Falusi said one of her and Varghese-Kroll’s objectives is to dispel health and medical myths.
One such myth deals specifically with the damaging medical assumption that Black people have a higher pain tolerance threshold than white people. Their podcast episode “Blame It On the Pain: Pain Management 101” discusses “how Black patients historically have been treated inequitably and made to feel that they are exaggerating their level of pain.” Episodes eight and nine detailed race and how it affects people’s experiences in the healthcare industry.
Falusi described herself as being from “somewhere between Nigeria and Chesterfield, Virginia” while Varghese-Kroll has Indian heritage and is originally from Toronto. Their identities have been key motivators in doing their podcast.
“We’re not media moguls,” Varghese-Kroll said. “We don’t come from places with tremendous connections, and sometimes that goes along with being a person of color. Often in this society it is the Black and brown communities that may not have that sort of social capital.”
Dr. Lisa Varghese-Kroll is the other half of “Hippocratic Hosts.” In addition to being a podcaster, Varghese-Kroll is a physical medicine and rehabilitation doctor and a mother. Both Varghese-Kroll and Falusi are based in Washington D.C. (Photo provided by Dr. Lisa Varghese-Kroll)
Dr. Lanre Falusi is both a pediatrician and one of the creators of “Hippocratic Hosts,” a podcast about motherhood, health and the relationship between those two things. “Hippocratic” refers to the Hippocratic oath, an ethics code all physicians are familiar with. (Photo provided by Lanre Falusi)
Women of color in the podcast industry face obstacles such as a lack of resources as well as their shows being categorized as “niches,” Varghese-Kroll said. She said the idea behind this is that a person may view a piece of podcast cover art featuring people of color on it and think to themselves that the show solely caters towards people of color when that may or may not be true. While not every podcaster wants a large audience, the fear of being categorized as a “niche” show is very real for women of color podcasters who aim for a broad, inclusive audience.
The podcast industry is diversifying, but like many industries, it still has a ways to go until the glass ceiling that leaves women of color on the outskirts of success is broken.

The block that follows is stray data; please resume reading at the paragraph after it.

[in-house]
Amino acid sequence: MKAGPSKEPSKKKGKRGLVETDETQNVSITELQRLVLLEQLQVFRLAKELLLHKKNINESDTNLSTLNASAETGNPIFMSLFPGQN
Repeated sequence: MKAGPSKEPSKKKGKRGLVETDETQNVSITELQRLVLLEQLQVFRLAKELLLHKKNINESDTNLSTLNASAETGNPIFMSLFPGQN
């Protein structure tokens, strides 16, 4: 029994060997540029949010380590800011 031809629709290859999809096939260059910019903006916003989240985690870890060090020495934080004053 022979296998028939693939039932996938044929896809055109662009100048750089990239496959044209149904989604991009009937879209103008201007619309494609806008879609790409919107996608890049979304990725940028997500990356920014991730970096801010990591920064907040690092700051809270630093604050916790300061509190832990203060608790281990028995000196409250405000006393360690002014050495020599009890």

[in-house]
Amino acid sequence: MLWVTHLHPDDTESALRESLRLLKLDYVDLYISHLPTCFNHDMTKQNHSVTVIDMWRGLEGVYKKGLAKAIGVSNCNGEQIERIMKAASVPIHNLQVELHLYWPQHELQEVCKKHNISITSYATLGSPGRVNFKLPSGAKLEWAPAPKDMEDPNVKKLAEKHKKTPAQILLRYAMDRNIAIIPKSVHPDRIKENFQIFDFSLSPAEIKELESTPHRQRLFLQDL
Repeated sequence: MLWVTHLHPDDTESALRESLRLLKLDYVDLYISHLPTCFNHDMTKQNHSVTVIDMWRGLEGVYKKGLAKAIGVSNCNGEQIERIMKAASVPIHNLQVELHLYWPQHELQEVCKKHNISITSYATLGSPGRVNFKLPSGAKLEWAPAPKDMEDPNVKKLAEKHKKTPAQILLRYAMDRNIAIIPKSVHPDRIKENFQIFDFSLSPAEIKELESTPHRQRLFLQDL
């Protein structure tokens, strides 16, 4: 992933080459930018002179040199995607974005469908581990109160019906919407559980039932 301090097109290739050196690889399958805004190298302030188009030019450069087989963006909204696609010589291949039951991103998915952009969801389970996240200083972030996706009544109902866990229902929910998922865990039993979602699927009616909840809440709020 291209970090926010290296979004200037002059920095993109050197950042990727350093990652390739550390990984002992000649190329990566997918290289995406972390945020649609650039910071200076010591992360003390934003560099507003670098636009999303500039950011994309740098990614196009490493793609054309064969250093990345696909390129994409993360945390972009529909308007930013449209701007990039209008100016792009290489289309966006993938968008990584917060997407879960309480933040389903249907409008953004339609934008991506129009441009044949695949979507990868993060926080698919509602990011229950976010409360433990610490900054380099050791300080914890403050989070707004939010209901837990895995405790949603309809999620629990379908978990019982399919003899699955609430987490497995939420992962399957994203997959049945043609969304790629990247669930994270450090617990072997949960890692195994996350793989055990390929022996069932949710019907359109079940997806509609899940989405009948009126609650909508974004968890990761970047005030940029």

“The only way to normalize representation is to have representation,” Varghese Kroll said. “We have to have people breaking barriers if barriers exist.”
Both doctors commended Dixon’s efforts to establish a place for women of color on WKU’s campus.
“If you are not a person of color, you may genuinely have no idea that code switching, or the absence of a space for you, that those things exist,” Varghese-Kroll said. “I think she’s really doing a service, and it’s hard because when you’re one of the only people doing a service, the supports aren’t necessarily in place for you.”
Dixon said “Color Code” has caused her to reframe how she sees the women around her.
“I am prone to communicate now,” Dixon said. “I don’t look for differences. I now see the similarities and think deeply about those around me. ‘Color Code’ has completely changed my life, in and outside of school, for the better.”
Falusi said Dixon should think of all the women of color in the podcast industry who will come behind her who may not have been able to if she hadn’t created that space.
Dixon has big dreams for the future of “Color Code,” but for now, she said her greatest impact is the followers of her podcast themselves.
“My greatest impact thus far are the private messages I get of people who are deeply appreciative of what I was doing when I was doing it consistently, when it first launched,” she said.
Eventually, Dixon hopes to launch seminars through “Color Code” and create an online blog that expands from its Instagram and Facebook pages. She said despite the obstacles of being a woman of color in the industry, she doesn’t feel threatened because voices of color are becoming more prevalent.
“As a multi-racial woman, I find I bring a new, fresh perspective on the world,” she said. “I believe the audible world is ready for that.”